CDBU Public Lecture by Thomas Docherty

Thomas Docherty, Professor of English and Comparative Literature at the University of Warwick, and Anne Sheppard, Professor of Ancient Philosophy, Royal Holloway, University of London.
Thomas Docherty, Professor of English and Comparative Literature at the University of Warwick, and Anne Sheppard, Professor of Ancient Philosophy, Royal Holloway, University of London.

Thomas Docherty’s lecture on “Academic Freedom and the Social Responsibility of the University Institution” took place on 14 October 2015, at Royal Holloway, University of London. The poster advertised what amounted to a stimulating account of the necessity of academic freedom for any institution that qualifies, in my view, for the name “university”. Thomas also described current attacks on academic freedom, possible motives behind them, and their dire consequences for teaching and research.

I joined the Council for the Defence of British Universities on day one. It seemed, and still seems, to embody pretty well all the values whose implementation make universities essential to the maintenance of a free society. Last year I asked here What do universities actually do?

To my knowledge, those working at “change management” in UK universities have no answer. If we could inspect alternative aims and objectives then it might be possible to understand what exactly those currently on the rise are trying to achieve, thus to engage with them in useful dialogue. Thomas’s thesis, as I understood it, is that the aim of managerialism is precisely to prevent dialogue, and thus to silence dissent. Is there is an ulterior motive to that, or is the whole mess an unintended consequence of control having been acquired in some way by individuals averse to criticism, and hostile to public knowledge and social responsibility?

“Photosynthesis Research for Sustainability – 2015” in honor of Dr. George C. Papageorgiou

An International conference “Photosynthesis Research for Sustainability” held in Colymbari on September 21 – 26 at the Orthodox Academy of Crete.

I thank the organisers, especially Kostas Stamatakis of the National Center of Scientific Research “Demokritos”, Athens, who were most generous hosts. Merope Tsimilli-Michael kindly encouraged me to present new research and general thoughts under the title “Evolution of two light reactions. Cooperation and interdependency in photosynthesis, science, and society”. Allen’s abstract

My presentation touched briefly on the general topic of Merope’s fine lecture “Sustainability of photosynthesis research”. Tsimilli-Michael’s abstract

Merope Tsimilli-Michael
Merope Tsimilli-Michael
Tasios Melis and George Papageorgiou
Tasios Melis and George Papageorgiou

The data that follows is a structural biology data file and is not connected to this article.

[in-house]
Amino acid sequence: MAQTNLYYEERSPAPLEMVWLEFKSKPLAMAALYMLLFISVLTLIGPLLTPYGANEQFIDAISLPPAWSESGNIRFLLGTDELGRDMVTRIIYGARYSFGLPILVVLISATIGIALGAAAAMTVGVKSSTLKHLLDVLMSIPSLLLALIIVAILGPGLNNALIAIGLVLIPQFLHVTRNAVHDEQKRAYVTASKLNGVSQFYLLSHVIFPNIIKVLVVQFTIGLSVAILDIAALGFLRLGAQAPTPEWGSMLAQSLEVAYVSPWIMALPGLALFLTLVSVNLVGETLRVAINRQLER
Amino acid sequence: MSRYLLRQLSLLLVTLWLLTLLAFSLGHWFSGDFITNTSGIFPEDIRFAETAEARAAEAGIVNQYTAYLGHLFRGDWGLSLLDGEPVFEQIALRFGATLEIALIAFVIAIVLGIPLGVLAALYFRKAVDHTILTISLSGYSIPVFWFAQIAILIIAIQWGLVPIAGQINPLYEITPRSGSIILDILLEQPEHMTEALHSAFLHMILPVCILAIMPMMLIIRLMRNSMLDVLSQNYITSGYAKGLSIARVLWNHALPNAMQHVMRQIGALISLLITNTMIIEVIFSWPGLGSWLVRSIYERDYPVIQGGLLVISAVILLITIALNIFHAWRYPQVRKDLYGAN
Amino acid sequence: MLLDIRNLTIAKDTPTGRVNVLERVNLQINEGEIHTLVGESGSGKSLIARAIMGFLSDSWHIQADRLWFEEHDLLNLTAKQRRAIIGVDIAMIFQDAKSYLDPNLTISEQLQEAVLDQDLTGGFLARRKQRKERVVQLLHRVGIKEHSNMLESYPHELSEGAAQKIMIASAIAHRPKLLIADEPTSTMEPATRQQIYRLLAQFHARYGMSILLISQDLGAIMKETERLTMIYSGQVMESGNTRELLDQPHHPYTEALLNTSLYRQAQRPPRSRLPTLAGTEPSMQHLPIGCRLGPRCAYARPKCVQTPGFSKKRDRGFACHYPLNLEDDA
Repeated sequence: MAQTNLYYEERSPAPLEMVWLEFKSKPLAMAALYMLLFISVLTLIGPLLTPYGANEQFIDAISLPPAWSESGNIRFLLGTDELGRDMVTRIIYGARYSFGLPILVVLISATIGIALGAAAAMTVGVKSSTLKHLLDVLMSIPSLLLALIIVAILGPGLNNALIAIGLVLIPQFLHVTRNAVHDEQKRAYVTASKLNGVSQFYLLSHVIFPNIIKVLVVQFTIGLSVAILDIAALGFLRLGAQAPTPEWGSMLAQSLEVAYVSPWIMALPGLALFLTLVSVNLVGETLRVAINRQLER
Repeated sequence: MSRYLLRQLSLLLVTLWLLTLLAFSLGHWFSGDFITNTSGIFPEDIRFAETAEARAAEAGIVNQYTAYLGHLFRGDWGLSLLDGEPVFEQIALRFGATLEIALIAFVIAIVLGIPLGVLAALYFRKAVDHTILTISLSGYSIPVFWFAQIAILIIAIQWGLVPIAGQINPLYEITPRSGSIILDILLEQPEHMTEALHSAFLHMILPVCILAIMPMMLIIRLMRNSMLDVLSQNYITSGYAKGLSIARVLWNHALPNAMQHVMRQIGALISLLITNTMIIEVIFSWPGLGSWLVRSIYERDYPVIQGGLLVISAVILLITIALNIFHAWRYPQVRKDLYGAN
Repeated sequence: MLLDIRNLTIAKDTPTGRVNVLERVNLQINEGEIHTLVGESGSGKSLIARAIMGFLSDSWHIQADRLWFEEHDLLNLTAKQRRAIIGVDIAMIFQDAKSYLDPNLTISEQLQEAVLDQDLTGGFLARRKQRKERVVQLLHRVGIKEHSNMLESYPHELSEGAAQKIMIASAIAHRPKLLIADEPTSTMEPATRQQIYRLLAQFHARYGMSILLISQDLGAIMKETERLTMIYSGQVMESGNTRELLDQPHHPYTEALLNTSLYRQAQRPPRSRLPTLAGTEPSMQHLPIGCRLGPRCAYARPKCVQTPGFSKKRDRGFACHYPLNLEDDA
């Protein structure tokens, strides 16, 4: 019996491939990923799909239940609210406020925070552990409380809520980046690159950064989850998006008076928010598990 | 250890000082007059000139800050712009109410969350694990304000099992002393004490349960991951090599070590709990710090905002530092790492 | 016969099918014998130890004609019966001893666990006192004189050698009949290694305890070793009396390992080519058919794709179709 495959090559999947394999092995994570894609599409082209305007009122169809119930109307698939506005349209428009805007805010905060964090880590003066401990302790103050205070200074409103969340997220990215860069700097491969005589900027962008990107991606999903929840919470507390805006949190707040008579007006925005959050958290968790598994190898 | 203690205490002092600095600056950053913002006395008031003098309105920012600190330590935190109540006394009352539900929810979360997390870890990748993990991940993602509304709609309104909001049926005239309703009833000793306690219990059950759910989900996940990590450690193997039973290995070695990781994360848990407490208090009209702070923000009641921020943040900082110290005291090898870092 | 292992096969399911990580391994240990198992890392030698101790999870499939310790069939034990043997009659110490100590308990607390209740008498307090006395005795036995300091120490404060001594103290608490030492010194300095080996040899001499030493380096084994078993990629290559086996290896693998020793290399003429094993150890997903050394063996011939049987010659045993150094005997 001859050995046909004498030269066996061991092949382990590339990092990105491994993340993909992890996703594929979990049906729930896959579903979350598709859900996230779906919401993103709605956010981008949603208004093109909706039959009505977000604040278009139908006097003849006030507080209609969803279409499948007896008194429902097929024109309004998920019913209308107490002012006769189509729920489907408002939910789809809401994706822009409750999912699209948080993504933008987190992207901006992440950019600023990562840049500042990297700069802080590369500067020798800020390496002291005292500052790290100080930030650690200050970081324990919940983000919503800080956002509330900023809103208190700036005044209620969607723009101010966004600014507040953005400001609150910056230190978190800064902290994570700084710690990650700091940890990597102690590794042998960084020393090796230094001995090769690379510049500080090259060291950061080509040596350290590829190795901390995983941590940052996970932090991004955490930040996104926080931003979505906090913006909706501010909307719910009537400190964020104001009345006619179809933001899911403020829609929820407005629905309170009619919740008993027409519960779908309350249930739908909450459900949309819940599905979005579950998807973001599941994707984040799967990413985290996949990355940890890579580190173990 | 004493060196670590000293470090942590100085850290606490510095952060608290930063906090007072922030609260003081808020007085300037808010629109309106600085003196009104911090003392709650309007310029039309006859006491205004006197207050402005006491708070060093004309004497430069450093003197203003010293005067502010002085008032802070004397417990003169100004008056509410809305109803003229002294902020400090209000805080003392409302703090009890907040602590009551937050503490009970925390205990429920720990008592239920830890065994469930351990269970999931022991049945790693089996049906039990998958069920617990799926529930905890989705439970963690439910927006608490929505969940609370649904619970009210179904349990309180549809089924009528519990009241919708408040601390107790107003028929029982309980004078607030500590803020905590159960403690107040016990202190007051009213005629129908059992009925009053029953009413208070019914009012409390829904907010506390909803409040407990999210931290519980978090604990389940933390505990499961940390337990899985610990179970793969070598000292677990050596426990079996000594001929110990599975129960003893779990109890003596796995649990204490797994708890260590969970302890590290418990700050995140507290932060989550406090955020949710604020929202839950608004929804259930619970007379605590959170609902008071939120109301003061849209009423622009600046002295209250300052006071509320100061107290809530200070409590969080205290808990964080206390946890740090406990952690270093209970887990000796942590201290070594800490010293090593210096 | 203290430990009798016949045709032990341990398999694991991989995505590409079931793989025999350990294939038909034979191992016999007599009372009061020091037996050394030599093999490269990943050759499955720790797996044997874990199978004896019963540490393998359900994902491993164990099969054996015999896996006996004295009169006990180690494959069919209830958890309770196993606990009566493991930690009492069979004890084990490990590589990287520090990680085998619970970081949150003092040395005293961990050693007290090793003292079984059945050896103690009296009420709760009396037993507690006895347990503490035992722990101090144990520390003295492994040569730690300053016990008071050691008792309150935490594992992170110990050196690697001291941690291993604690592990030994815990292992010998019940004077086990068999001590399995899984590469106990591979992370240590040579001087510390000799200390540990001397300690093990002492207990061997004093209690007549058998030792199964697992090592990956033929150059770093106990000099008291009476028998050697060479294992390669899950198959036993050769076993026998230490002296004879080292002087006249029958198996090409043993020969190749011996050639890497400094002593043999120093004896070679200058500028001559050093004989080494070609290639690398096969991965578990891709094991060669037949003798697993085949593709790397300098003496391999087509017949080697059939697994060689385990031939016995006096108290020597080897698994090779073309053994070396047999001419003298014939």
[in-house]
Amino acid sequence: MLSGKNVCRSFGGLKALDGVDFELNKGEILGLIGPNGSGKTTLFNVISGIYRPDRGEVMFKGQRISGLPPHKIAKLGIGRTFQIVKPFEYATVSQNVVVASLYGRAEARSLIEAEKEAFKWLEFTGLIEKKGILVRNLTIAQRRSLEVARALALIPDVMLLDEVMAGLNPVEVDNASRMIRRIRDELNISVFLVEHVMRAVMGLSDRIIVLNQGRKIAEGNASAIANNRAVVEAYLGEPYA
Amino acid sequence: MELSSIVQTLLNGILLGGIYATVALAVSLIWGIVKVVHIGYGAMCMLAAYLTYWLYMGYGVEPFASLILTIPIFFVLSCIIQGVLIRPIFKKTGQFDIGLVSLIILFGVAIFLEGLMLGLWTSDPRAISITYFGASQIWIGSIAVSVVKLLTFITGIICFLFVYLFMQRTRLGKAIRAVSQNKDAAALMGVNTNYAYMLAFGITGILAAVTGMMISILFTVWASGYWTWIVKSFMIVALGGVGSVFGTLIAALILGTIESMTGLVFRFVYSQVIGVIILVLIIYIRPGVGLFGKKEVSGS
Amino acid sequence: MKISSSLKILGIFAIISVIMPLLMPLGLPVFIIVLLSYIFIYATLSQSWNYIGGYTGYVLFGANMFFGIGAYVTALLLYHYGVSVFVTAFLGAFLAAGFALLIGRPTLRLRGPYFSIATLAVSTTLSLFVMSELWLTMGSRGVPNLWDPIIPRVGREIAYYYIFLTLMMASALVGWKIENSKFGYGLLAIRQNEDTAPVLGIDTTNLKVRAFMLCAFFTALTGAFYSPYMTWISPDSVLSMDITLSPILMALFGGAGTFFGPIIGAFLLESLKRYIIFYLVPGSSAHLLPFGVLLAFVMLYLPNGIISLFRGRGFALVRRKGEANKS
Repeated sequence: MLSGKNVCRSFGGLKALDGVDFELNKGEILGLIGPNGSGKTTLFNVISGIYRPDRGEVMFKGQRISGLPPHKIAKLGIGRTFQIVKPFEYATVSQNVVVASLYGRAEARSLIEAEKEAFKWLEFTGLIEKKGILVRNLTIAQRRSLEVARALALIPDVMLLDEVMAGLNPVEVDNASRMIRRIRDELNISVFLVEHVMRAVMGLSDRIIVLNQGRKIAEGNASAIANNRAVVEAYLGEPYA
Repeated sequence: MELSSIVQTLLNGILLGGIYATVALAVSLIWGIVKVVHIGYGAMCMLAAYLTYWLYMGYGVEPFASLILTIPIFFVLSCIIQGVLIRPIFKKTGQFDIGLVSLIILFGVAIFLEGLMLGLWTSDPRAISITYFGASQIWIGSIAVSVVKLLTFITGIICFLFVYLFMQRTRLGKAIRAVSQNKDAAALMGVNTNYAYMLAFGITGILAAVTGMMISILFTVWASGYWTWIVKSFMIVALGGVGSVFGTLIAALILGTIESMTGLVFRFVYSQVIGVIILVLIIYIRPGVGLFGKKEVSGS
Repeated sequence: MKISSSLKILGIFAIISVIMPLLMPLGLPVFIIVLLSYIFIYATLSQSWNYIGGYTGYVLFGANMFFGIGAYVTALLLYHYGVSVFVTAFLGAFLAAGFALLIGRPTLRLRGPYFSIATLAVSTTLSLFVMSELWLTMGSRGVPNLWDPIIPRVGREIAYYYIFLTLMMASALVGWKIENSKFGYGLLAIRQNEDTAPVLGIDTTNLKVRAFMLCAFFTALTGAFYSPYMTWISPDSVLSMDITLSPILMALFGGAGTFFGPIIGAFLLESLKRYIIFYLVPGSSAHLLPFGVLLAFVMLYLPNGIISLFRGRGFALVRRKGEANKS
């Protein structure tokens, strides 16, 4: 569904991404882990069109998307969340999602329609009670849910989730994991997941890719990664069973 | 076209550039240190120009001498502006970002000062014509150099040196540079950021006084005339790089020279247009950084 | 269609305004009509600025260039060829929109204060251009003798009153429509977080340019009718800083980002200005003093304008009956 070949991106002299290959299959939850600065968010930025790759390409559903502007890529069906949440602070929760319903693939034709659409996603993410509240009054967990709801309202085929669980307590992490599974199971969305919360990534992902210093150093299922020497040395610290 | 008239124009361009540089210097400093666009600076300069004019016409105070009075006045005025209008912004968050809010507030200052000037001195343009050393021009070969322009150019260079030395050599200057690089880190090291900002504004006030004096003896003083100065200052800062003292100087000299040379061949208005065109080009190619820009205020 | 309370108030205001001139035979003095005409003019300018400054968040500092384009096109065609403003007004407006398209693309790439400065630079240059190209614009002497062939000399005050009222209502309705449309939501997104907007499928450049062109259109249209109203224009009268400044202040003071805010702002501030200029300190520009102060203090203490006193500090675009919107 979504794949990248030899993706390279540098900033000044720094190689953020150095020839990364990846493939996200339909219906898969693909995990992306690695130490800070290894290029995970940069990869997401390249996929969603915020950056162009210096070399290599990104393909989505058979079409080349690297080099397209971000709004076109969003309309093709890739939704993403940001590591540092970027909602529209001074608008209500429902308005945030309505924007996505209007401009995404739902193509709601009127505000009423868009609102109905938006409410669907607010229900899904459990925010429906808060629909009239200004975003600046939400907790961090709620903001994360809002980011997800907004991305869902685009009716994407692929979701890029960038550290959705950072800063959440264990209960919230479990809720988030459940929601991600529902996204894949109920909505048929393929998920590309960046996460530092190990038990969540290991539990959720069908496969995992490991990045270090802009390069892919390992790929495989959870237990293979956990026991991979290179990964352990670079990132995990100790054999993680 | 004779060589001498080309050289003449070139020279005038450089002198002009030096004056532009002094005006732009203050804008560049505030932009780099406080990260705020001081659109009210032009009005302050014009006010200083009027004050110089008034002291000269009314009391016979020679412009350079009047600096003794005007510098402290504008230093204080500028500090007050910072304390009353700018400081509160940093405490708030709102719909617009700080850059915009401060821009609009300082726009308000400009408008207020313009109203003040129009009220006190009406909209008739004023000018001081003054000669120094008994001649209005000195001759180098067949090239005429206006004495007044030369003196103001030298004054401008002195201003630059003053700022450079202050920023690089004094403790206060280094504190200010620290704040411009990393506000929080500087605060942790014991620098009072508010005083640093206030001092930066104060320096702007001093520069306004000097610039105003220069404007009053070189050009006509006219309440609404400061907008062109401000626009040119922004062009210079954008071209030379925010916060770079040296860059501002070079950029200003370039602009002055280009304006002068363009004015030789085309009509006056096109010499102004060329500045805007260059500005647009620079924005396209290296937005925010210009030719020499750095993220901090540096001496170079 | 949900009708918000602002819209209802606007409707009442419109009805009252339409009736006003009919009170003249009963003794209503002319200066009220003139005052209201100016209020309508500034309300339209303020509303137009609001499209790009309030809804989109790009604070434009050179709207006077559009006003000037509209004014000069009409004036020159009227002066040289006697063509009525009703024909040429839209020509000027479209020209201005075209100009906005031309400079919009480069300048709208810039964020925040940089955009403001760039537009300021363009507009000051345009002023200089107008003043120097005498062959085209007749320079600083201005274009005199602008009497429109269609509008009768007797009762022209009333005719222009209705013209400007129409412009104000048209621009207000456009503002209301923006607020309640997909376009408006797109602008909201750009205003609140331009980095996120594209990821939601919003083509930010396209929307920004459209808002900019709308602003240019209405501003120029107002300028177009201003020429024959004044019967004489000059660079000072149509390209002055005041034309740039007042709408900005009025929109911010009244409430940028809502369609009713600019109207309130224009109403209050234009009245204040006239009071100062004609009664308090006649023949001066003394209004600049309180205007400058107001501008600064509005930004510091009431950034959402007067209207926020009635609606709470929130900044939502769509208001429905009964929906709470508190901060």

View from the The Orthodox Academy of Crete
View from the The Orthodox Academy of Crete

REF and Volkswagen’s cheating device

When a measure becomes a target then it ceases to be a measure.

From BBC News, 25 September 2015:

 According to the Environmental Protection Agency (EPA), some cars being sold in America had devices in diesel engines that could detect when they were being tested, changing the performance accordingly to improve results.

“We’ve totally screwed up,” said VW America boss Michael Horn, while group chief executive Martin Winterkorn said his company had “broken the trust of our customers and the public”.

A tweet:

From this blog, on Research Assessment and REF:
And where changes in rank order are discernible, the question will remain: has anything actually changed? Or do the results reflect differing tactics, and choice of measures as targets?

The Devil in the Detail | fanismissirlis

The Devil in the Detail | fanismissirlis

A post by Fanis Missirlis on matters arising from our letter: Allen JF, Missirlis F (2012) Queen Mary: nobody expects the Spanish Inquisition. Lancet 379 (9828): 1785.

Who guards the guardians? And what happens if meta-guardians themselves have something to hide?

Research Assessment and REF

What is ‘research output’? Can it be measured? If so, how? What are its ‘metrics’? from Allen JF (2010) Research and how to promote it in a university. Future Medicinal Chemistry 2: 15-20.

What must one do to avoid being made redundant…?
Continue reading “The Devil in the Detail | fanismissirlis”

Fascination of Plants University of Greenwich 2015

17 April. My pleasure to help provide the solar energy demonstration.

Dr Iskander M. Ibrahim demonstrates the power of sunlight with the famous solar-powered train set.  The demonstration was devised as part of my inaugural lecture, thinking outside the green box.  On this sunny April day in Chatham the train could be driven by sunlight rather than artificial light.  The unshaded silicon photovoltaic panel produced quite enough power to derail the train.